Here’s my own little creation account of Ken Ham’s theme park that I posted on Pharyngula a few days ago:1:1 In the beginning, Ham created the Noah’s Flood Theme Park.1:2 And Ham said, Let there be Funds: and the Funds were formed from the donations to the Ministry. And the evening and the morning were the first day.1:3 And Ham said, Let there be Construction Workers: and Ham employed the Workers with the Funds. And the evening and the morning were the second day.1:4 And Ham said, Let there be waters gathered unto one place, and he called the waters Flood. And Ham declared “This One is local, but the Real One was Global”. And the evening and the morning were the third day.1:5 And Ham said, Let the Workers bring forth a Full Scale Replica of the Ark upon the waters, to rock back and forth so passengers vomit Demons: and it was so. And the Workers did according unto all that the LORD Ham commanded them. And the evening and the morning were the fourth day.1:6 And Ham said, Let there be brought forth a bunch of Creepy Animatronic Animals and Humans shovelling Stinky Manure: and the robotic numbskull magnets were brought forth by the loyal Workers. And the evening and the morning were the fifth day.1:7 And Ham said, Let there be a Gift Shop full of Kitschy overpriced Crap at the exit of the Theme Park, and let it divide the Suckers from their Money: thence the Gift Shop and all its commercialised Glory were created on the LORD Ham’s behalf.1:8 And Ham breathed into its nostrils the breath of life, and the Park became a living Tourist Attraction. And the evening and the morning were the sixth day.1:9 And Ham saw every thing that he had made, and, behold, it was very good for the Economy. And Ham called the Park “The Crappiest Place On Earth”.1:10 And on the seventh day, Ham rested from all his work which he made, and smoked a Fat Blunt.

  26. Stephan says

    Did they just say that the Museum is not explicitly religious? Not only is it explicitly Christian, it is explicitly Protestant as they demonize Catholics. They should be denied government funds for simply being religiously discriminatory themselves.

  27. Berlezbub says

    Not to mention that if the Theme Park follows the same rules as the Mausoleum, then employment will be selective. Everyone who works at the Mausoleum has to sign the AiG Statement of Faith, so the only people they will hire are those who believe their crap, or those who will pretend to believe their crap just to feed themselves and their families.

  28. LadyAtheist says

    I think it would be a series of ecosystems, like a combination zoo & terrarium, with aquatic tanks for salt water & fresh water. And an observatory. It could have a museum of religion, filled with information about all the fairy tales of the world.

  29. says

    I don’t know about new zeland, but motor speedways in the US generally don’t proselytize and promise a scientific learning adventure based on religious fables. Sure, they may say a prayer at the beginning of the race, but participation isn’t mandatory and it isn’t the focus of the event.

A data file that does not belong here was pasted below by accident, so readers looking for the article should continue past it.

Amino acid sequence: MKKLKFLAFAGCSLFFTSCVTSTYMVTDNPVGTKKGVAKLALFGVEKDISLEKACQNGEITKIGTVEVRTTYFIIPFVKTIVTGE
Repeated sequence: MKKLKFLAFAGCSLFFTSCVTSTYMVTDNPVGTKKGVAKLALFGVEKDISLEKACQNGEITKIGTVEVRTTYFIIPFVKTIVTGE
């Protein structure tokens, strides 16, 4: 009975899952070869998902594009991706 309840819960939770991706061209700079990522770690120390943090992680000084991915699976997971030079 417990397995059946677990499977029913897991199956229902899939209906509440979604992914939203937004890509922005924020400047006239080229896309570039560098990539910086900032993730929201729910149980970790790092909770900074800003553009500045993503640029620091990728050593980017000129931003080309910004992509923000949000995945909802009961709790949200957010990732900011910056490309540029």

30. says

    Actually, the park would be a very _specific_ endorsement of religion. The fact that it’s for profit only further corrupts the establishment issue.That said, I thing andies posit that they might actually use the establishment clause on their behalf is doubtful. I’m thinking they’re far more likely to get money from the faith-based services fund, under the auspices that they’re creating an educational experience.

  31. says

    Hmmm… well, the natural history museum, possibly with the science museum as well, in London. Actually, that matches thematically with what LadyAtheist said in her first paragraph…Alternatively, it could be a series of interactive experiences about evidence, with illustrative examples, and the difference between postulate, hypothesis and theory. To capture the spirit of the atheist community, it would also include rides based on off-the-wall humour…

  32. says

    Separation of Church and State act, should actually be called, “Separation of Church and State(when it’s convenient for us) act.” I always found it odd that the taxes placed on Cigarettes and Alcohol and the like is called a “sin” tax. Wait…sin isn’t political. It’s religious. How can they tax sins, if the church and state are separated? It’s all about political convenience.If it’s easier for the politicians to use religion, it’s no longer a separate thing. However, once religion becomes inconvenient for them, it becomes separate again. Most courts hold people to an oath on a holy bible. Why? Isn’t the court state? When did they become religion? And why do people get to crusade against things, and run to the politicians, screaming, and shouting about how something is against the bible? Shouldn’t it be entirely out of the state’s hands? Clearly not.The Separation of Church and State act is more flexible than a contortionist. And there’s a reason it’s called an ‘act’…because that’s all it is. Few bears on balls, dogs jumping through burning hoops, and some pretty colors. They figure if they show enough of the same old song and dance, people won’t know hypocrisy when it comes up and slugs them in the face.

  33. says

    Exactly. The point of this specific kind of tax break is to raise revenue for the state – the goal being that they will spend less than they get back in tourist dollars. Which is why I wasn’t so entirely pissed about World Youth Day (a Catholic event) costing the Aussie tax payers money, because it brought in so much outside cash.I don’t like the event but I don’t like the Olympics much either. You’ve gotta spend money to make money, I guess.

  34. Guest says

    oh FSM, kentucky – ::facepalm::i love my home state, but for the love of fuck…so damn backwards. sorry, y’all. it’s not all of us.

  35. says

    Just as a Point of Information, it’s not a matter of an Act of Congress, it’s not a Separation of Church and State Act, it’s the Establishment Clause of the First Amendment of the US *Constitution*.

  36. PixieDragon323 says

    I’m a Kentuckian from about 20 miles away from that Museum, and I can tell you that actually, as a whole, the area REALLY hates that Museum. They fought for years to get the permits to build the Museum in Boone County and the County wouldn’t rezone the lots they wanted, so eventually, after something like almost a decade, they moved the site to Bullittsburg. However, as we all love the freedom of speech act, they couldn’t actually prevent them from building the Museum, only stall and hopefully make them move it somewhere more remote, which they did. Give Kentucky a break you guys.